Keep me posted on how things turn out. It's good to hear from others that are going through the same thing.
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Old 03-06-2013, 02:49 PM
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Originally Posted by Kmellen View Post:
I just had my neuropsych and video EEG completed. They put me on keppra (which I hate) along with tegretol XR, and lamictal.

Quote :
i'm on tegretol (carbamazepine) and lamictal (lamotrigine) too. they work okayyy together but sure didn't do the trick. added vimpat a couple months ago and my partials are sure doing better. trying to find the right combo ey. if you don't mind me saying tho, if you are uncomfortable going on a drug, or hate it, how come? my epileptologist asked about keppra way before lamot. or vimpat and i just said, 'after all i've heard i don't think so, let's move on.' fingers crossed it works for you (incl. not dealing with kepprage), but pls keep in mind if you are uncomfortable there's nothing wrong with trying something else
The results from my neuropsych test concluded that my memory may actually improve once I have the surgery. Since I had the stroke (which is what caused the scar tissue, causing my seizures) so young, the neuropsychologist said that it seems as though the right side of my brain has taken over my memory and removing the left hippocampus won't affect anything.

Quote :
mine said the same, when it comes to things taking over. my left hippo and amygdala have been affected for so long they're confident my right side has taken a lot of the tasks over already, and tho they can't mimic what the left does, they will atleast provide some support. gulp.
They still want to do a Wada test and then make their decision, but hopefully everything turns out for the best. I myself don't have seizures that often either, however if I don't have the surgery now, the scar tissue in my brain could continue to expand, which is why they want to remove it.

Quote :
yep, yep, yep. man we sound so similar EXCEPT the wada - big hugs on that one hun. i was so relieved when they said there was no need to do it. i hope that means they're SO confident in what they're doing that it's not necessary. gulp again.
Keep me posted on how things turn out. It's good to hear from others that are going through the same thing.
you keep us posted too. have they given you any idea of a date?
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Old 03-06-2013, 10:03 PM
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I originally was on keppra a couple years ago, hated it and switched to the tegretol XR. Now my neurologist put me on the tegretol XR and keppra even though I told him I hated the keppra so right now I'm weaning myself off the keppra and onto the lamictal. I take only the name brand of tegretol and it works a lot better with me than the carbamazepine did. I should know something after the bug meeting Friday, however they are saying I won't return to work until October 1st at the very least. Did you ever have a rash from the lamictal?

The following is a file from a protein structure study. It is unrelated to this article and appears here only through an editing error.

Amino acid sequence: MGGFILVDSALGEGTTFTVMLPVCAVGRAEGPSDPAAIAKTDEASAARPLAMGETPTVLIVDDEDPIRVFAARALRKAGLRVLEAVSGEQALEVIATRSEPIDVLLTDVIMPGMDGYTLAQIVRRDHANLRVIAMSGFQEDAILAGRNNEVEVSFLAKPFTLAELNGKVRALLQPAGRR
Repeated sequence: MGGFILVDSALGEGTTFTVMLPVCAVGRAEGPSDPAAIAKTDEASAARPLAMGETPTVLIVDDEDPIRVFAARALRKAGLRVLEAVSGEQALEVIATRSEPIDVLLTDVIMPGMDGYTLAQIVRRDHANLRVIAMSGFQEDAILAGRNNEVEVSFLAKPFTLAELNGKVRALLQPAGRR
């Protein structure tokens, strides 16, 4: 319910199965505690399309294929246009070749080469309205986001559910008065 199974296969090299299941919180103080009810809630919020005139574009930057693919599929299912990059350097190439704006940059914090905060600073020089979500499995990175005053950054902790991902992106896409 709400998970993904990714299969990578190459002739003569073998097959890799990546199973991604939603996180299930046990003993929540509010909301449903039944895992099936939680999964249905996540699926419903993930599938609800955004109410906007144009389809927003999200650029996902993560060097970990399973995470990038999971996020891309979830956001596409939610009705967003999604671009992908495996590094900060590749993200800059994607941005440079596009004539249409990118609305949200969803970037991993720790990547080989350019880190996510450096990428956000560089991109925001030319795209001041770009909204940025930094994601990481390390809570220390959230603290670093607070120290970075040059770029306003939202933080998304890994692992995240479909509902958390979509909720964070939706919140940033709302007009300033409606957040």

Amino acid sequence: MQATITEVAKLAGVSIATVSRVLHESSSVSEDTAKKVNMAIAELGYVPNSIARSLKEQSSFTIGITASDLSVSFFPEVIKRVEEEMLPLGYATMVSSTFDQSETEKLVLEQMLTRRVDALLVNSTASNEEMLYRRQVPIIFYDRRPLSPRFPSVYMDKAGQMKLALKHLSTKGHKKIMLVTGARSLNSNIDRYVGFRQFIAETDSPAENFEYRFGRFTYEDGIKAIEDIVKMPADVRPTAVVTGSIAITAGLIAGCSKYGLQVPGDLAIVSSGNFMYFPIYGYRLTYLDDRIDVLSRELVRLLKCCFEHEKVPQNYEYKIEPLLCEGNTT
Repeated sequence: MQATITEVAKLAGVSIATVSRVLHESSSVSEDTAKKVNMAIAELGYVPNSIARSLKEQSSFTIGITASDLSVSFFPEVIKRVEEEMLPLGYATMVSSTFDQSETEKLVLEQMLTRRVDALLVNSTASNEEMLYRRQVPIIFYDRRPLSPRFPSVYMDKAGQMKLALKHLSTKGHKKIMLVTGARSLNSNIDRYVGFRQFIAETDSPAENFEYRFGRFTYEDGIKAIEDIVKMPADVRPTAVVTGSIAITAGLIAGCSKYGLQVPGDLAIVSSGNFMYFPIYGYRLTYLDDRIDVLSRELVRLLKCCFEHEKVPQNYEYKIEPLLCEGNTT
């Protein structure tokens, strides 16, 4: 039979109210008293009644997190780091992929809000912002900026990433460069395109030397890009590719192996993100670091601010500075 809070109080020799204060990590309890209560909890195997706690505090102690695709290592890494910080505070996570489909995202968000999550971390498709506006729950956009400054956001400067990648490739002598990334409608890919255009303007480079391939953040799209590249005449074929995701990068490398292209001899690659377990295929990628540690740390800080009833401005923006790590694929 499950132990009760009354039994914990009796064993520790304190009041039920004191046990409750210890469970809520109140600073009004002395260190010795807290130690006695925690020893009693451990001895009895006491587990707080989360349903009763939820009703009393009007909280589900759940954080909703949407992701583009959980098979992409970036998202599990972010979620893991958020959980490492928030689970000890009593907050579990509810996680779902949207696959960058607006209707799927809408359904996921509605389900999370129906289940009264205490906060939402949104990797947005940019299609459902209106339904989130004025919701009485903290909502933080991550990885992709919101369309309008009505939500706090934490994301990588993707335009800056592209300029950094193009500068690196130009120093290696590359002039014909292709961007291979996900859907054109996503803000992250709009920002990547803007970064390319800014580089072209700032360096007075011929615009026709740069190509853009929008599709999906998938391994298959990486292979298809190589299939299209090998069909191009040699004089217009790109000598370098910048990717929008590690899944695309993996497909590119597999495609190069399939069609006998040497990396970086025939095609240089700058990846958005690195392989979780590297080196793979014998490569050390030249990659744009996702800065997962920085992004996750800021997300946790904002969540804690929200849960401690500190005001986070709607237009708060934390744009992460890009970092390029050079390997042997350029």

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Old 03-06-2013, 10:52 PM
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oh the rash!!! believe it or not (my pharm could not believe it, as he had told me the rash was about one in 10,000 people)... i got it the first day, after two doses. my eyelids were half swollen shut, lips were really pink, rash up the arms, on my belly, chest, and some on my face. my epileptologist said to go off for four days then try again. so i did and it happened again, tho not as bad. but b/c that was twice we cut my dose in half to 12.5mgs. went veryyyy slowly up from there and it was okay after that.
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Old 03-07-2013, 07:55 AM
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They are starting me on 25mg for a week, then 50 for a week, 75, then to 100. Hopefully I don't get the rash, but my neurologist did say that if I had a rash to call them so we will see how it goes.
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Old 03-07-2013, 10:03 AM
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ditto to all that. my doseages were the same (pretty sure it's prescribed the same for everyone as it does have that fatal side effect). and yep, call if you do cuz you'll need to get it out of your system for a bit. if so, suggest cutting it in half like i did, worked okay and the pill is the size of pinhead!!